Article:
Stranger Things doesn’t jump on the table and rub its 80s credentials in your face. We don’t even see the predictable Rubik’s Cube cameo.  It may as well not be the 80s at all, simply ‘a long, long time ago in a galaxy not far away’. What matters is that it’s not now: it’s pre-digital. Like the crackle of a record, there’s comfort to be found in the fuzzy black screen that precedes those synth opening titles. The fiber-optic streaming feels like VHS, and it feels great.

From then on, Stranger Things is laced with nods to its influences. Beginning in the stars, you’re left expecting an Imperial Cruiser to steam through the first shot, leaving a palpable feeling that you’ve seen it all before – and it’s probably because you have. Far from shying away from its predecessors, we spend our time shamelessly cycling away from the “bad men” in radioactive suits, hiding aliens in closets and walks along train tracks (a-la-Stand-By-Me.)

“There are no short cuts and no cheap shots. The roster of characters gradually reveal complexity and depth in dialogue”

Cynically, it seems like the recipe for success: cheap pop-culture shots and familiar plot lines. But that’s in a world where success is measured at the box office and Ice Age 3 comes out on top. And this is exactly the world from which Stranger Things seeks to escape: one where consumerism is omnipresent and mobile phones tether us to our stresses, like landlines to the wall. There are no short cuts and no cheap shots. The roster of characters gradually reveal complexity and depth in dialogue, rather than wandering around explaining the plot and shouting “I love Dr Pepper” (See Real Steel and 90210). Nothing is written with target audiences and marketing in mind.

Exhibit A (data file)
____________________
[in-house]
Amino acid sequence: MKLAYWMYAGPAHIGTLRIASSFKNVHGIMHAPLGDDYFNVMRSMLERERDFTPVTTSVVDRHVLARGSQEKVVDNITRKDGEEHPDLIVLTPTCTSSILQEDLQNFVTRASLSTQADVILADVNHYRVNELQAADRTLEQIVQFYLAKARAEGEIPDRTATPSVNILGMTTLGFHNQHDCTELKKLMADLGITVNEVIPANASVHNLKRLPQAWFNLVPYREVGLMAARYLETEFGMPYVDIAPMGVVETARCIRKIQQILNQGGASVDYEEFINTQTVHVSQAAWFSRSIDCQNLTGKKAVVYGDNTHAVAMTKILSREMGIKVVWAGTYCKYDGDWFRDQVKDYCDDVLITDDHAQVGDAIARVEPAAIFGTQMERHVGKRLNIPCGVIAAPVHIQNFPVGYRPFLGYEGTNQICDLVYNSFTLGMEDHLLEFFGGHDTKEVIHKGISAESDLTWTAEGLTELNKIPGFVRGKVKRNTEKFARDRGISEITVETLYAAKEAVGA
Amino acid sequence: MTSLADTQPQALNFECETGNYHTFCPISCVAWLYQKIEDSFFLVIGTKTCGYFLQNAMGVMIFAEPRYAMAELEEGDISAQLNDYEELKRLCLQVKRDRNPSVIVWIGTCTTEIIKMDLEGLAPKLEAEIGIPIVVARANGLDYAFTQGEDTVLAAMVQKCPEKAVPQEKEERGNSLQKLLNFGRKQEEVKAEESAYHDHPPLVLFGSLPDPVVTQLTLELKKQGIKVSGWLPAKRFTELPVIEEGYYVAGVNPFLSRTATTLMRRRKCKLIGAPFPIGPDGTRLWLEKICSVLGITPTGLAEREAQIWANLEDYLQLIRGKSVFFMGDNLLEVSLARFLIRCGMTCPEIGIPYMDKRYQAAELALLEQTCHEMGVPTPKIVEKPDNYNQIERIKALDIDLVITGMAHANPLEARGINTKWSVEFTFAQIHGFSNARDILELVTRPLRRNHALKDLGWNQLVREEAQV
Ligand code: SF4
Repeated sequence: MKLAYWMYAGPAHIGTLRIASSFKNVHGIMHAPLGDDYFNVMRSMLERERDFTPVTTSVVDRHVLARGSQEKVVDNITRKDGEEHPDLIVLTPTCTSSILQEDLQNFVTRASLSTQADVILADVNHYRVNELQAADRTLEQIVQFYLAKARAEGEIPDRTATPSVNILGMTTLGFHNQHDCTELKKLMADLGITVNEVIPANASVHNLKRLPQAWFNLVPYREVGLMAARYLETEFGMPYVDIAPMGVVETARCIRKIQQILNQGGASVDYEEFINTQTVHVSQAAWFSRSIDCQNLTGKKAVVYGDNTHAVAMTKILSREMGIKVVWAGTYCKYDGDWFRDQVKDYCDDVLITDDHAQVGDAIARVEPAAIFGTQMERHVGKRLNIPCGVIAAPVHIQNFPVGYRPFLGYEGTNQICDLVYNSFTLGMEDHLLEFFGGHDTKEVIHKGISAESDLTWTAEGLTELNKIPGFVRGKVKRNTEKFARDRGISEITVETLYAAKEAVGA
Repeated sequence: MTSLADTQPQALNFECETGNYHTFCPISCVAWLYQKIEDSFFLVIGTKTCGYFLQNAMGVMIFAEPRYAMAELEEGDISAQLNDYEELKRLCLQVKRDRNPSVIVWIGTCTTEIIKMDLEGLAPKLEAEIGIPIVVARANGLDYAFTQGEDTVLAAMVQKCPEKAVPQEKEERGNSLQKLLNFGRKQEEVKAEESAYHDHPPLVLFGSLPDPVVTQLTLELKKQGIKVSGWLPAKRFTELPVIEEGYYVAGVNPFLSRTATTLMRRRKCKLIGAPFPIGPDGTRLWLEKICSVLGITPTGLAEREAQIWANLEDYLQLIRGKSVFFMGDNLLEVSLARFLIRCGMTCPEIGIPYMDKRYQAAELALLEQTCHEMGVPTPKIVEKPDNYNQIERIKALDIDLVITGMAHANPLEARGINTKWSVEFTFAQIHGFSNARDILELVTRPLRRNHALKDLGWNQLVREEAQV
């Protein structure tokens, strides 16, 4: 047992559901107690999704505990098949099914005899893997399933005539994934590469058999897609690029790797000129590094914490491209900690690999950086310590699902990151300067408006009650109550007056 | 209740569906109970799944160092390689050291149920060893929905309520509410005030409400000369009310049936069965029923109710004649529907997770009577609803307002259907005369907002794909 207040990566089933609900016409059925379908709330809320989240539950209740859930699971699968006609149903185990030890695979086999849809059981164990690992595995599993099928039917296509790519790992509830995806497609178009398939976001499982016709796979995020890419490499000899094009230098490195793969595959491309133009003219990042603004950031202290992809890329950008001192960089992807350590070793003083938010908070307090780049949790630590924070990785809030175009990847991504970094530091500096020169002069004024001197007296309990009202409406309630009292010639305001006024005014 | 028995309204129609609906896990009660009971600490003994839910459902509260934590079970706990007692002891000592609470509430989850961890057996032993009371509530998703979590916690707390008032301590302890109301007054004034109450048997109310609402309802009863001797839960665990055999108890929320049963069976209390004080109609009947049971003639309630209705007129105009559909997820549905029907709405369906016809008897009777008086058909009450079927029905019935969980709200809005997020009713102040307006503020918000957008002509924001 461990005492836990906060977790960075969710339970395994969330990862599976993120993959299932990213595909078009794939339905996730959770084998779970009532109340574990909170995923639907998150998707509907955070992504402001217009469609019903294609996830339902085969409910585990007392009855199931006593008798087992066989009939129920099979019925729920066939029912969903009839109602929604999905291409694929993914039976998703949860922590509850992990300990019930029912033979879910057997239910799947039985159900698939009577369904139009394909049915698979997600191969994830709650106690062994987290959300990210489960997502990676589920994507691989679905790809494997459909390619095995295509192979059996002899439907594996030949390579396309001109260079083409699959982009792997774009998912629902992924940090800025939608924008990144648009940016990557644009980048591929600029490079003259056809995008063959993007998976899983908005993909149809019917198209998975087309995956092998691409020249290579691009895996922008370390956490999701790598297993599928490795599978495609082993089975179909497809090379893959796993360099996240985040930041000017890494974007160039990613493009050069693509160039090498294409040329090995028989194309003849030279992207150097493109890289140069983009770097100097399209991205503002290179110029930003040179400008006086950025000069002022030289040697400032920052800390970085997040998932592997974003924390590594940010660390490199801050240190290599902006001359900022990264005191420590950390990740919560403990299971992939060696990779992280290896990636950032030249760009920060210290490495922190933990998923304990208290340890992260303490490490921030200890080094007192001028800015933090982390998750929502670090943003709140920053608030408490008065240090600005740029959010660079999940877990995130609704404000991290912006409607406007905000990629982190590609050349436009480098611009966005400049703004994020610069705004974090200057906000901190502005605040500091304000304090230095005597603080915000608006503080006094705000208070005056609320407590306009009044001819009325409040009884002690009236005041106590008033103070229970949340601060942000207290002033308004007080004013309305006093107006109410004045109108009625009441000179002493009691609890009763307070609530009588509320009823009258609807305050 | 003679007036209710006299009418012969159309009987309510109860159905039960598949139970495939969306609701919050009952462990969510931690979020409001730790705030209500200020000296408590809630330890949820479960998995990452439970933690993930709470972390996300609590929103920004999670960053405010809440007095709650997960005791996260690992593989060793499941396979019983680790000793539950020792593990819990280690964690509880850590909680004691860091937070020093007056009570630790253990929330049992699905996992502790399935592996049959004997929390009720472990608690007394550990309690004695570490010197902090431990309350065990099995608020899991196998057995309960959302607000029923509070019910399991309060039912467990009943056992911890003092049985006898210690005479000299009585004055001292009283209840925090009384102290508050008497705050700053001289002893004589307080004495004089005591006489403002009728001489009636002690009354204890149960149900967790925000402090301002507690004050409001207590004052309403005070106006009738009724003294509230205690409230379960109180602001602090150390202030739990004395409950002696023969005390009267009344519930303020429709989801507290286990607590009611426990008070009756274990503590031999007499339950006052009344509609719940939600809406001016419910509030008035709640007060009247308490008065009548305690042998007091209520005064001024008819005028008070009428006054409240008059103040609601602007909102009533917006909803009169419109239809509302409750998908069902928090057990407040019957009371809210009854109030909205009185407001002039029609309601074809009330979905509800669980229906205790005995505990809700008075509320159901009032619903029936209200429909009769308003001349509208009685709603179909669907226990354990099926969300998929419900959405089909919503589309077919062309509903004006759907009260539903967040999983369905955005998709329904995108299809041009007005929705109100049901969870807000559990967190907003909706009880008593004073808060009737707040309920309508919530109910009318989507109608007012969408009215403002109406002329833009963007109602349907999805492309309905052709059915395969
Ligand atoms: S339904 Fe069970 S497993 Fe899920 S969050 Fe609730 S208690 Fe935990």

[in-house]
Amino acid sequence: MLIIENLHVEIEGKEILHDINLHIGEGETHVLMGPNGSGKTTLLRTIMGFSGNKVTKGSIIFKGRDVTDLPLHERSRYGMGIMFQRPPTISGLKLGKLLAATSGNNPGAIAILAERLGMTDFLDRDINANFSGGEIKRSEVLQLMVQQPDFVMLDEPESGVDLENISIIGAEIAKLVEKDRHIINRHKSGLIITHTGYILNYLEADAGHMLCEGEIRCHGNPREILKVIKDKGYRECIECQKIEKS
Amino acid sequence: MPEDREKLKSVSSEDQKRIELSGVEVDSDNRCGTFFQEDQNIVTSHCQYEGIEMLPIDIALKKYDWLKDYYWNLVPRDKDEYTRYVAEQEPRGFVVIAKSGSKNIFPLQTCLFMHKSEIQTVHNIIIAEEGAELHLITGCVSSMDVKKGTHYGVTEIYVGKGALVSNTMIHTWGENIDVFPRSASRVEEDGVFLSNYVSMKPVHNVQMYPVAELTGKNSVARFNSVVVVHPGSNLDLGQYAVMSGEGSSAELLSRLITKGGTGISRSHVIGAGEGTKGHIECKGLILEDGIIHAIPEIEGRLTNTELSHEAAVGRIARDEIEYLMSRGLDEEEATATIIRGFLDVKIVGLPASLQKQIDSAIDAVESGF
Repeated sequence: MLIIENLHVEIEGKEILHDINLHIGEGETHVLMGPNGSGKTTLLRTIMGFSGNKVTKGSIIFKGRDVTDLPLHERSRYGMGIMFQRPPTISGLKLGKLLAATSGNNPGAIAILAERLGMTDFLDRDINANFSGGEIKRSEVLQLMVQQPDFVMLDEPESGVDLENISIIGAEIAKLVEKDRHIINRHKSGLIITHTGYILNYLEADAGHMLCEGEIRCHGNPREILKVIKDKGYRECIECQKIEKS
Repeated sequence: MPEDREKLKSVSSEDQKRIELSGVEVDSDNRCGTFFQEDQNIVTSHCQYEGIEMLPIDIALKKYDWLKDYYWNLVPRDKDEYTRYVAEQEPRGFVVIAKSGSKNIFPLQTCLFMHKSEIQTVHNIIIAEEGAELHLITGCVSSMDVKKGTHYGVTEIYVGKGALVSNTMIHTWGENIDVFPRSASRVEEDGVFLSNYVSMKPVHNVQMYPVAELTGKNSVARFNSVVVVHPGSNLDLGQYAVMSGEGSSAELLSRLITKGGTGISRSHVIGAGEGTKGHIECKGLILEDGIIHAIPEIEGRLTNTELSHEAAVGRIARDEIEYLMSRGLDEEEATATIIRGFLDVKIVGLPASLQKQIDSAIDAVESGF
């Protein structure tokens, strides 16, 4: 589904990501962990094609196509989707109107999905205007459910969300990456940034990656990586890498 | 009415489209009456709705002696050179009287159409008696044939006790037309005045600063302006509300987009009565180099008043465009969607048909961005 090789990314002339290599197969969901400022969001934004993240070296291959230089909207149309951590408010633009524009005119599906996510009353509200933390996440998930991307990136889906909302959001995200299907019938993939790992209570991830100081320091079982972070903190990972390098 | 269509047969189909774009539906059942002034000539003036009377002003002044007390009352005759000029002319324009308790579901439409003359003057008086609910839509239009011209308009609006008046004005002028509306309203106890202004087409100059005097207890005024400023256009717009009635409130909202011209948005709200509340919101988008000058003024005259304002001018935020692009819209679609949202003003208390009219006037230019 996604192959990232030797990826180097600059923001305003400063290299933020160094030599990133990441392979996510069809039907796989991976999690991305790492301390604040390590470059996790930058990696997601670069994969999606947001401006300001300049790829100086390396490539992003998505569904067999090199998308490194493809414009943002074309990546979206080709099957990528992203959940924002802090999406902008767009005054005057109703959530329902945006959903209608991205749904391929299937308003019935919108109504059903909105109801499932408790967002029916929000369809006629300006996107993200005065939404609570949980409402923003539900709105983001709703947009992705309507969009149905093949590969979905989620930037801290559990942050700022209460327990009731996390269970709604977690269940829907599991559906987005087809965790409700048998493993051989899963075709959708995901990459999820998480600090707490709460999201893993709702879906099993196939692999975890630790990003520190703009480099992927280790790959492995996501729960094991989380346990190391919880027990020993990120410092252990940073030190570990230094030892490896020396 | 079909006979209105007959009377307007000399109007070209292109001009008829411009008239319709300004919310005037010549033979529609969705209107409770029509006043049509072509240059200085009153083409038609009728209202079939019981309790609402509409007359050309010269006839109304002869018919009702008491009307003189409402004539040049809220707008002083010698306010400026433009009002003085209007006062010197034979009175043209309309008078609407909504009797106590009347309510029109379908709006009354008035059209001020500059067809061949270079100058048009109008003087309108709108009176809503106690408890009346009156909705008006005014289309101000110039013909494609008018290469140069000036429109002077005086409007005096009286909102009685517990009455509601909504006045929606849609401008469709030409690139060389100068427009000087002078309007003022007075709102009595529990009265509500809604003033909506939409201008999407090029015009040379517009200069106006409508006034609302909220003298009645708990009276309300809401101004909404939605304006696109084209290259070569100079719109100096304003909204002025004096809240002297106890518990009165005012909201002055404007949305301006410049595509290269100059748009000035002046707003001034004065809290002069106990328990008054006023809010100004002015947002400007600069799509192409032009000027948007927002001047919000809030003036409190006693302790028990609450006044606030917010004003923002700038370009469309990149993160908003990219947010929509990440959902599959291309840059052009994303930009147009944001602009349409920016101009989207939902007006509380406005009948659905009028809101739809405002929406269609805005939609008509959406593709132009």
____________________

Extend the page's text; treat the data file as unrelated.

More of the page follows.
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Rubik's Cube: a predictable 80s pop cultural reference

 

The Duffer Brothers don’t take us to L.A landmarks, but idyllic Indiana suburbs – where garden gnomes go missing and the worst thing to happen was “an owl attacked Eleanor Gillespie because it thought her hair was a nest”. For the charming, carefree (if a little too familiar) gang, it’s home to Dungeons and Dragons, pillow forts and bike rides.

It’s here where the series flourishes, not in the well-rendered monsters, but the formation and interplay of unlikely, yet tender, relationships. For me, the greatest jump came at the fate of misfit Jonathan’s camera, not the faceless ‘Demigorgon’. It’s a world that feels so much simpler than today, but only because they’ve made it so. A time to which we owe so many of today’s horrors, of conflict and greed, the 80s deserves little fetishism. Much like Abraham’s Super 8, Stranger Things is a love letter to a nerdy childhood that just happened to be in the 80s.

The best art comes from love. If you loved the 80s, write that. But we don’t need nostalgia, just because it sells. If we write what sells, those reboots will keep coming. Roll on Ben Hur.